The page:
A new form of entertainment is coming to Jersey City later this year when Pole Position Raceway opens its doors just a mile away from the Statue of Liberty. The state-of-the-art indoor karting center will feature two giant race tracks inside a 75,000-square-foot-facility, and the location couldn’t be much better. “I think people are going to really be amazed at what we are creating,” said owner Eyal Farage. “Since I was introduced to this sport, I wanted to bring it to the East Coast, and there isn’t a better market or location. It’s appealing to people ages six to 60, and older.” Pole Position Races into Jersey City Pole Position Raceway was founded in Los Angeles, California in 2005 and has become the nation’s premiere chain of indoor kart tracks in the United States with six locations. Those involved with the Pole Position Raceway brand includes 2004 NASCAR Champion Kurt Busch, 7-time AMA Supercross Champion Jeremy McGrath, X-games freestyle gold medalist Mike Metzger, and several dozen professional car and motorcycle racers. The company’s motto is “built for racers, by racers,” and they feel that everyone has a desire to go fast. Think karting is just kid’s play? Well, think again. The average customer age at the other facilities is 31 years old, and indoor kart racing is fun for the entire family and both casual and serious racers alike. The Jersey City facility will allow up to 10 drivers at a time to compete in side-by-side action. Best of all, the karts use electric technology so there are no fumes! “The idea of building a green facility was very important to me,” Farage added. “Electric technology has made significant advances during the past few years, and that really influenced our decision to bring it to this area. We have adult karts for racers who are at least 56 inches tall and separate junior karts for kids who are at least 48 inches tall.” With a plan to open additional Raceway’s in the Tri-State area, Eyal choose Jersey City for his first venue. First, Jersey City has become the “6th borough”. The transit system to and from enables millions of people from NYC boroughs to visit easily. Secondly, Jersey City dwellers are the people Pole Position Raceway targets to enjoy the karting experience. Thirdly, because a track requires a large space, most Pole Position Raceway’s are in industrial areas. “Jersey City has done a tremendous job incentivizing commercial business’s to add value in former industrial areas,” Farage said. The Liberty […]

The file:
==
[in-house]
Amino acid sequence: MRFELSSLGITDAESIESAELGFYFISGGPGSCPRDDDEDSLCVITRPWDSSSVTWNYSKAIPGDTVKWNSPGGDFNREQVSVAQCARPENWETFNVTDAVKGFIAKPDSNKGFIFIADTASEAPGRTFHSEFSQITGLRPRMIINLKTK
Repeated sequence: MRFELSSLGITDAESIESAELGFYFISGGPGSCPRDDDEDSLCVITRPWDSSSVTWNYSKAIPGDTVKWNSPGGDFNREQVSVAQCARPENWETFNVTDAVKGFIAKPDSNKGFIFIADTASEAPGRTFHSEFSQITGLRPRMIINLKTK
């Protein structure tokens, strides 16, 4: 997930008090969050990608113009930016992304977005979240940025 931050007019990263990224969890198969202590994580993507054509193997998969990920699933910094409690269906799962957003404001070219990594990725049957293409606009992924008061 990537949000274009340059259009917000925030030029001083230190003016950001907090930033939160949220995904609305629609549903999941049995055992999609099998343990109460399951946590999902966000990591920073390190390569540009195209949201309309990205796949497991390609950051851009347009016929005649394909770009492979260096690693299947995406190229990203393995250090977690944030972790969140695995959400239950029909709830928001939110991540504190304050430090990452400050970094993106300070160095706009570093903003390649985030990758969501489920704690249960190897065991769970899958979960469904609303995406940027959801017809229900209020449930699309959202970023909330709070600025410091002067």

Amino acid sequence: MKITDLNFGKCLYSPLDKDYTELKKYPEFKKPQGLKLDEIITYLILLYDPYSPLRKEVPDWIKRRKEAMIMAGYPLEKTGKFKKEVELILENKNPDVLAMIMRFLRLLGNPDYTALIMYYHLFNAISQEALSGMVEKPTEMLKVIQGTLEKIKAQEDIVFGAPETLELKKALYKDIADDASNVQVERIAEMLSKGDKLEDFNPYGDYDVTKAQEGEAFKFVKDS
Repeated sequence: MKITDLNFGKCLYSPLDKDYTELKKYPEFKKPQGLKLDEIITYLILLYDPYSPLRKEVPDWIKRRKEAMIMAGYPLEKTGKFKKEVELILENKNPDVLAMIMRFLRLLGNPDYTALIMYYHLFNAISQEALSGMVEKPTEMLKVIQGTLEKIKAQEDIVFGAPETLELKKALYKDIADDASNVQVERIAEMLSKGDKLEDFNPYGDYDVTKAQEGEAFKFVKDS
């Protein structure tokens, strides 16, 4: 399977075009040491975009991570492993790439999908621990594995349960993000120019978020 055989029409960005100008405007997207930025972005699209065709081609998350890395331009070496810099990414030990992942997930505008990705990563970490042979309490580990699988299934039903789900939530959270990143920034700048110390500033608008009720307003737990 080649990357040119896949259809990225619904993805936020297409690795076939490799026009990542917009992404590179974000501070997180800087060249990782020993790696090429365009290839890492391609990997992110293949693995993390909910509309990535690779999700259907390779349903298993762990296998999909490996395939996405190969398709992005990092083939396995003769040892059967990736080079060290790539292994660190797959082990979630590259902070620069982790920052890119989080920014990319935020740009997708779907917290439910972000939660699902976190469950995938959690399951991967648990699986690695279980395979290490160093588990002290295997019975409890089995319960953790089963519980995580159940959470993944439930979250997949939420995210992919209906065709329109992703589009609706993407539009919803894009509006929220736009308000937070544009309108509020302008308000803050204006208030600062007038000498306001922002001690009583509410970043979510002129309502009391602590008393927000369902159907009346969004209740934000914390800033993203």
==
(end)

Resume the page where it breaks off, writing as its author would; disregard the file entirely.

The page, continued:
Many states are considering replacing state economic development agencies with public-private partnerships. We asked IEDC’s chief executive to tell us how these partnerships work. BF: Is a public-private partnership a more effective vehicle for job creation than a state economic development agency or a Department of Commerce? MR: It certainly has worked for us in Indiana. If you look at the results, IEDC has been three- or four-fold more productive as a public-private partnership. Indiana is now leading the nation in per capita private-sector job growth. We are very responsive—we move at the speed of business. If you ask us for a site search and an offer on your project, we can get that accomplished in a week and often within three days. We are a transactional agency. BF: How does IEDC interact with the governor and other top state officials to execute Indiana’s overall economic development strategy? MR: What separates us from our predecessors is not only the structure of the public-private partnership, but the focus that Gov. Daniels has brought to economic development. The governor chairs the IEDC board of directors and he has made it clear to every member of his cabinet that job growth is the top priority in the state of Indiana. So across state government, everyone is working to expedite economic development needs, including permitting and building roads. We have a great espirit de corps across the state government. When we prepare to bring a project to Indiana, we can bring together any parts of the state government that are needed to close the deal, get them in the same room, and get a positive answer that will create new jobs in Indiana. BF: How does a public-private partnership like IEDC maintain the transparency of its development efforts? MR: We are audited routinely, these audits are made public, and all of our transactions and expenditures are public, even more so than our predecessor agency. BF: State economic development agencies and some public-private partnerships have been challenged recently about their claims of job growth. What is the best way to verify that projects actually are generating the jobs they have promised? MR: We are precluded by statute from indicating an exact number of jobs because these jobs are attached to taxpayer ID numbers, and that information cannot be released. Also, many companies prefer not to release precise job numbers or undertake the cost of capturing and providing that information. We make certain that our tax incentives are post-performance, meaning the jobs have been created first […]